Article

State Building in Sub-Saharan Africa

Elliott Green

in Political Science

ISBN: 9780199756223
Published online November 2011 | | DOI: http://dx.doi.org/10.1093/obo/9780199756223-0050
State Building in Sub-Saharan Africa

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State-building in Africa has long been a concern of scholars and policymakers. The subject is particularly fascinating because of the large and quick shift from a continent largely populated by small states and acephalous societies in the precolonial era to one partitioned among European powers in the late 19th and early 20th centuries, and then to one in which four dozen new sovereign countries were created upon independence. For decades the ongoing question in Africa has been how these new states could build themselves into modern nation-states. This issue became especially pertinent in the context of large-scale political and economic collapse from the 1970s onward and the resultant donor-driven structural adjustment and reform programs. The effects on state-building of both political and economic instability and the subsequent attempts at reform have been the subject of major debate, as has the relationship between the continent’s numerous civil wars and state formation. Africa is also a continent rich with numerous natural resources, such as oil and diamonds, many of which have had an effect on state-building together with continued supplies of foreign aid.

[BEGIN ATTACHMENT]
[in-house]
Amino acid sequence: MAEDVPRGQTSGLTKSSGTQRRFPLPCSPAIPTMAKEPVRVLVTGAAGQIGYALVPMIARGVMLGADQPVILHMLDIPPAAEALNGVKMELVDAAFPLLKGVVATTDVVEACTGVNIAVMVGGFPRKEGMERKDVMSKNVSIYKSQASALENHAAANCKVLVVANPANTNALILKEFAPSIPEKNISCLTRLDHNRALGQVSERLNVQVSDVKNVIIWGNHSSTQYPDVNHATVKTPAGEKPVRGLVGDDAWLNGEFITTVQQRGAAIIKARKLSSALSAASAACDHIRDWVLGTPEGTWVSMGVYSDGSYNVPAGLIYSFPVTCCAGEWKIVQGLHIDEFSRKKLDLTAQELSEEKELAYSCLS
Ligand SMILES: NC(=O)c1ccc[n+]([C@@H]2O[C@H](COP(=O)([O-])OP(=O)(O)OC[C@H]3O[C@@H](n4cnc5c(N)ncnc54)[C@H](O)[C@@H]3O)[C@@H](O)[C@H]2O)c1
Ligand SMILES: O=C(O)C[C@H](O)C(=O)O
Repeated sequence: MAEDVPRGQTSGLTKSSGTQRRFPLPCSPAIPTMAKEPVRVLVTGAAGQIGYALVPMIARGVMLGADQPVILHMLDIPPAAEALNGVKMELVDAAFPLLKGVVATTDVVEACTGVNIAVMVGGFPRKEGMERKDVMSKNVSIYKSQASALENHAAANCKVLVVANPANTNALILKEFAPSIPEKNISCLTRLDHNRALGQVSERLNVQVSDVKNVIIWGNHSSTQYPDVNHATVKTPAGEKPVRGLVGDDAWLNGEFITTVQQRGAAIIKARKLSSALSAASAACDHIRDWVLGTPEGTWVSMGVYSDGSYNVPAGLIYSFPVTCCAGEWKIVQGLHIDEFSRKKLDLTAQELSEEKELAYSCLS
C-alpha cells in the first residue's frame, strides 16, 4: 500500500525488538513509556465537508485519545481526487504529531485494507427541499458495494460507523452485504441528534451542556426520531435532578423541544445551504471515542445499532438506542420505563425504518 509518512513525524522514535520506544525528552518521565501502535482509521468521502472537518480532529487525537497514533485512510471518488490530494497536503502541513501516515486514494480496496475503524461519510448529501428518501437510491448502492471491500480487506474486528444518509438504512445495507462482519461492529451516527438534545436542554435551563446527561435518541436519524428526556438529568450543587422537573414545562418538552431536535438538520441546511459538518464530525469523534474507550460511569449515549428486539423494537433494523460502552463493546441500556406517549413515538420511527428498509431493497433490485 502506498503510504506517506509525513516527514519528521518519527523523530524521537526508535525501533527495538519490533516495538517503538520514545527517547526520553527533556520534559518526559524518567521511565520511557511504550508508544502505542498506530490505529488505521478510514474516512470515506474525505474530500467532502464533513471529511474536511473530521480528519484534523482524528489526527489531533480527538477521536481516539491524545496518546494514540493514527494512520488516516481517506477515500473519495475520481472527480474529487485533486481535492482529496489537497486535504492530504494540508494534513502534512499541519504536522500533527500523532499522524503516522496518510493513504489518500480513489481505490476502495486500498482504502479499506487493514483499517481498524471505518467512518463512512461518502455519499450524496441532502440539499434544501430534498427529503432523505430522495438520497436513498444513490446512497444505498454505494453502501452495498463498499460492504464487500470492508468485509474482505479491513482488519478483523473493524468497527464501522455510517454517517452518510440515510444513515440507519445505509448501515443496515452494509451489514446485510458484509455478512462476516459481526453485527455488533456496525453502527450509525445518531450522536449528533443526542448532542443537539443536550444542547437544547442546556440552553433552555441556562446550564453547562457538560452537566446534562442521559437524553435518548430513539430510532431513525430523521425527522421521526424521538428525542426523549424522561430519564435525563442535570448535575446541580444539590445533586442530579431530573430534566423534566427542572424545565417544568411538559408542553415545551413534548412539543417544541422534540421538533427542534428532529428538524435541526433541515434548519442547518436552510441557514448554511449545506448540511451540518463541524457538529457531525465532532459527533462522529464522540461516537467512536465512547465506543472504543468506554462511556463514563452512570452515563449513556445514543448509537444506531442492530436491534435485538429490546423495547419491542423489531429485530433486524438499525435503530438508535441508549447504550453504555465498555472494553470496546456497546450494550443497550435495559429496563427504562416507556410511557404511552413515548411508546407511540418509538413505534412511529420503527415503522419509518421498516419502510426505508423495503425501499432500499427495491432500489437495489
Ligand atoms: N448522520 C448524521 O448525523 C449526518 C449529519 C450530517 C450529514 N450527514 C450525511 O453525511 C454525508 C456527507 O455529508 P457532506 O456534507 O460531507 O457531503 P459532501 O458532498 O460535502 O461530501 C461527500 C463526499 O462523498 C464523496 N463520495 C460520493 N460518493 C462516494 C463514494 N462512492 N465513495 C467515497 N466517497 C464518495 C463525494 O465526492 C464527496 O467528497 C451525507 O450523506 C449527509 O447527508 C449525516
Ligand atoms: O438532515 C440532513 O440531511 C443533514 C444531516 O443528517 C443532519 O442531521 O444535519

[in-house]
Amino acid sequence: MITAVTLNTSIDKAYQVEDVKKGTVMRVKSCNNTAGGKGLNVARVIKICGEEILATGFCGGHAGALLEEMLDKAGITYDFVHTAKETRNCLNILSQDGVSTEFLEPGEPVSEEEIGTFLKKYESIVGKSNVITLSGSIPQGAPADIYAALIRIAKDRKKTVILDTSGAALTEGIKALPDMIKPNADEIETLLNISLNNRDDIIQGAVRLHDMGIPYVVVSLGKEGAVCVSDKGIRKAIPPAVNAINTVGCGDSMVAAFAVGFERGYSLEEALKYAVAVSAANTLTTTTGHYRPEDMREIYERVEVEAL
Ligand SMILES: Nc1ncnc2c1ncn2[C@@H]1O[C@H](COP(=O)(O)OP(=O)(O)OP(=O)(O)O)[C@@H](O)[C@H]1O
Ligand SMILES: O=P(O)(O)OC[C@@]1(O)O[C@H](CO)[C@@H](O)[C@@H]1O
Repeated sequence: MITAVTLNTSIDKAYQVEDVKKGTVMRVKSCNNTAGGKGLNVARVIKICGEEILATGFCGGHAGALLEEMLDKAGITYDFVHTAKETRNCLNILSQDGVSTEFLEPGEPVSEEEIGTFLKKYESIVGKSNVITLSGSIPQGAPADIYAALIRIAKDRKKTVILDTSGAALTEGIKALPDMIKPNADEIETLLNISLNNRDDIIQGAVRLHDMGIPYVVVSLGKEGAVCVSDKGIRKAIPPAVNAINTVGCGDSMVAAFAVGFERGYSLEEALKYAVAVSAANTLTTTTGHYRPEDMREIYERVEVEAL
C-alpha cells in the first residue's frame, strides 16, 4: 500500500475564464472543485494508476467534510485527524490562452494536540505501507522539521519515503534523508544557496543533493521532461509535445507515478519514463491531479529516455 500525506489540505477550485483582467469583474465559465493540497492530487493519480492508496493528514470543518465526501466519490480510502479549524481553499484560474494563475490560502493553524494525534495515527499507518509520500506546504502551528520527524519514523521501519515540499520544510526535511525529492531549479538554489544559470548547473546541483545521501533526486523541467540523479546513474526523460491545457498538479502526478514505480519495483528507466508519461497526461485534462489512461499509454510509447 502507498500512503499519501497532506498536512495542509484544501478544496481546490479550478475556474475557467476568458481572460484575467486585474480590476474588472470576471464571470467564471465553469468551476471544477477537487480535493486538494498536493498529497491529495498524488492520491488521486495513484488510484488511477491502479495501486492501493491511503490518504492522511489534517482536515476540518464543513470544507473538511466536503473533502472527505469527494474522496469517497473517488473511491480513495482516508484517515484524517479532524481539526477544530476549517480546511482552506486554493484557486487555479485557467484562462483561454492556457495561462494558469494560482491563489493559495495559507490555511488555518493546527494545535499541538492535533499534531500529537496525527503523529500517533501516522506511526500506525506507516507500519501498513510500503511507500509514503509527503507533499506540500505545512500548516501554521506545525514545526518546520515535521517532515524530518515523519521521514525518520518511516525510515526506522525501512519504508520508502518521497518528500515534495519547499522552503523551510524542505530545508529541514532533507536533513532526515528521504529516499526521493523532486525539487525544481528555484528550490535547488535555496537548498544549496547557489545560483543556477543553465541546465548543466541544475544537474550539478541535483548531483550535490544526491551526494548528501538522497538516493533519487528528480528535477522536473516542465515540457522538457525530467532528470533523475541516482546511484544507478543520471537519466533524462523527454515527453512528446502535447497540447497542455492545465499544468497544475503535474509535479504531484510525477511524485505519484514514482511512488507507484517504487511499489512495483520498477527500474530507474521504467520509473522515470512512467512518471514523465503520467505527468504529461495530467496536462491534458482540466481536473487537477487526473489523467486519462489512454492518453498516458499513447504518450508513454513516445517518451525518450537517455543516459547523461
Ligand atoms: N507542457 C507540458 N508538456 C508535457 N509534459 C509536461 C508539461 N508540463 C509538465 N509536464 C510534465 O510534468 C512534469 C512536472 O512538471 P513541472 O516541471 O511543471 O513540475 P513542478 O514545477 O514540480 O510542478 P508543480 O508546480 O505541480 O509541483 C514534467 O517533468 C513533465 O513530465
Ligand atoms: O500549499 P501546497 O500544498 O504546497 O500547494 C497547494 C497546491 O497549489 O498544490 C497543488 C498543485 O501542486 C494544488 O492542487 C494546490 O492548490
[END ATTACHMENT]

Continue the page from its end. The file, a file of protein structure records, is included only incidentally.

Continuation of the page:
Article.  5696 words. 

Subjects: Politics ; Comparative Politics ; Political Institutions ; Political Methodology ; Political Theory

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